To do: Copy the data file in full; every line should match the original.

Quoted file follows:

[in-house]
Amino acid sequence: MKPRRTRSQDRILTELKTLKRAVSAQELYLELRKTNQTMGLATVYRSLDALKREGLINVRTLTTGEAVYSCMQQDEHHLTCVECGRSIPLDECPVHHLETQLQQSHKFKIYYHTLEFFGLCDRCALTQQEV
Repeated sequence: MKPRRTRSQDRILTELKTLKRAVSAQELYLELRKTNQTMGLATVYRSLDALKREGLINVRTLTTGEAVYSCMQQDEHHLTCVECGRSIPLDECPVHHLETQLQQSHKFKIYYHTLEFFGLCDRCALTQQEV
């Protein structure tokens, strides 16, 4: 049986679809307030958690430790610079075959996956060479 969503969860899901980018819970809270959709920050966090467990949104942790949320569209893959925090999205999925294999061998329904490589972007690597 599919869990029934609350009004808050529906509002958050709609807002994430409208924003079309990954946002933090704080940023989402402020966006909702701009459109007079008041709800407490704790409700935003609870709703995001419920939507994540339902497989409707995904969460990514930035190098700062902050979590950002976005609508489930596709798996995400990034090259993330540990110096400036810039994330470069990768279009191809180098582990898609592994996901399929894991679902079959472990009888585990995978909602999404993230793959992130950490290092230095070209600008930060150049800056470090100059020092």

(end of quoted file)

[in-house]
Amino acid sequence: MKPRRTRSQDRILTELKTLKRAVSAQELYLELRKTNQTMGLATVYRSLDALKREGLINVRTLTTGEAVYSCMQQDEHHLTCVECGRSIPLDECPVHHLETQLQQSHKFKIYYHTLEFFGLCDRCALTQQEV
Repeated sequence: MKPRRTRSQDRILTELKTLKRAVSAQELYLELRKTNQTMGLATVYRSLDALKREGLINVRTLTTGEAVYSCMQQDEHHLTCVECGRSIPLDECPVHHLETQLQQSHKFKIYYHTLEFFGLCDRCALTQQEV
């Protein structure tokens, strides 16, 4: 049986679809307030958690430790610079075959996956060479 969503969860899901980018819970809270959709920050966090467990949104942790949320569209893959925090999205999925294999061998329904490589972007690597 599919869990029934609350009004808050529906509002958050709609807002994430409208924003079309990954946002933090704080940023989402402020966006909702701009459109007079008041709800407490704790409700935003609870709703995001419920939507994540339902497989409707995904969460990514930035190098700062902050979590950002976005609508489930596709798996995400990034090259993330540990110096400036810039994330470069990768279009191809180098582990898609592994996901399929894991679902079959472990009888585990995978909602999404993230793959992130950490290092230095070209600008930060150049800056470090100059020092």